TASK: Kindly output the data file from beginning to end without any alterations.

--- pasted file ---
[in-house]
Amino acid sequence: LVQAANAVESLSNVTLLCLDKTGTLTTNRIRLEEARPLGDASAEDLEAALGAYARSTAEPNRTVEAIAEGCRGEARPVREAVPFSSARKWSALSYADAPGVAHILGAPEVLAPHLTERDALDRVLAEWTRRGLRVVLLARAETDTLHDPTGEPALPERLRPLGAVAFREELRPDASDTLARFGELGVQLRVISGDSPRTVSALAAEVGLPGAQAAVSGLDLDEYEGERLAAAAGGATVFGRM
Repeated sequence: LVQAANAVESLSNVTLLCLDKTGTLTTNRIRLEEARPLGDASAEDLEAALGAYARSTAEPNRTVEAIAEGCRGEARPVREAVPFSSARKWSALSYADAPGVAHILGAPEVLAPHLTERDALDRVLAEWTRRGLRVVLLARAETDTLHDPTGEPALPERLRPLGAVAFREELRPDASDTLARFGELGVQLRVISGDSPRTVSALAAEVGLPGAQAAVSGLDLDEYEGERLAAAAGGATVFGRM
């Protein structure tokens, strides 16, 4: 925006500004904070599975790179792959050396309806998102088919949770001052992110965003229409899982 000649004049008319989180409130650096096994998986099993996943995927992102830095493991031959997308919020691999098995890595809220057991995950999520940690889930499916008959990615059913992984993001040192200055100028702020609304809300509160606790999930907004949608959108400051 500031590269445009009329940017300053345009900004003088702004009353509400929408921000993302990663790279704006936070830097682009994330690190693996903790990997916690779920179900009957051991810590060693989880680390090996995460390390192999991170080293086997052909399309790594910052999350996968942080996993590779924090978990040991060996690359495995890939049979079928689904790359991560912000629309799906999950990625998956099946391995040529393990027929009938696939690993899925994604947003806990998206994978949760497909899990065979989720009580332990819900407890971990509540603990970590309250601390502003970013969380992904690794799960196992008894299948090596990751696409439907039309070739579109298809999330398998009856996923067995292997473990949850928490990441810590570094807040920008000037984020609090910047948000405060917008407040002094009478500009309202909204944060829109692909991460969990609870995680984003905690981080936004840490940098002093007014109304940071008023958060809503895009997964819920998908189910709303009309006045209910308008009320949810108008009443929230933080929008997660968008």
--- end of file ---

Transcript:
[in-house]
Amino acid sequence: LVQAANAVESLSNVTLLCLDKTGTLTTNRIRLEEARPLGDASAEDLEAALGAYARSTAEPNRTVEAIAEGCRGEARPVREAVPFSSARKWSALSYADAPGVAHILGAPEVLAPHLTERDALDRVLAEWTRRGLRVVLLARAETDTLHDPTGEPALPERLRPLGAVAFREELRPDASDTLARFGELGVQLRVISGDSPRTVSALAAEVGLPGAQAAVSGLDLDEYEGERLAAAAGGATVFGRM
Repeated sequence: LVQAANAVESLSNVTLLCLDKTGTLTTNRIRLEEARPLGDASAEDLEAALGAYARSTAEPNRTVEAIAEGCRGEARPVREAVPFSSARKWSALSYADAPGVAHILGAPEVLAPHLTERDALDRVLAEWTRRGLRVVLLARAETDTLHDPTGEPALPERLRPLGAVAFREELRPDASDTLARFGELGVQLRVISGDSPRTVSALAAEVGLPGAQAAVSGLDLDEYEGERLAAAAGGATVFGRM
């Protein structure tokens, strides 16, 4: 925006500004904070599975790179792959050396309806998102088919949770001052992110965003229409899982 000649004049008319989180409130650096096994998986099993996943995927992102830095493991031959997308919020691999098995890595809220057991995950999520940690889930499916008959990615059913992984993001040192200055100028702020609304809300509160606790999930907004949608959108400051 500031590269445009009329940017300053345009900004003088702004009353509400929408921000993302990663790279704006936070830097682009994330690190693996903790990997916690779920179900009957051991810590060693989880680390090996995460390390192999991170080293086997052909399309790594910052999350996968942080996993590779924090978990040991060996690359495995890939049979079928689904790359991560912000629309799906999950990625998956099946391995040529393990027929009938696939690993899925994604947003806990998206994978949760497909899990065979989720009580332990819900407890971990509540603990970590309250601390502003970013969380992904690794799960196992008894299948090596990751696409439907039309070739579109298809999330398998009856996923067995292997473990949850928490990441810590570094807040920008000037984020609090910047948000405060917008407040002094009478500009309202909204944060829109692909991460969990609870995680984003905690981080936004840490940098002093007014109304940071008023958060809503895009997964819920998908189910709303009309006045209910308008009320949810108008009443929230933080929008997660968008």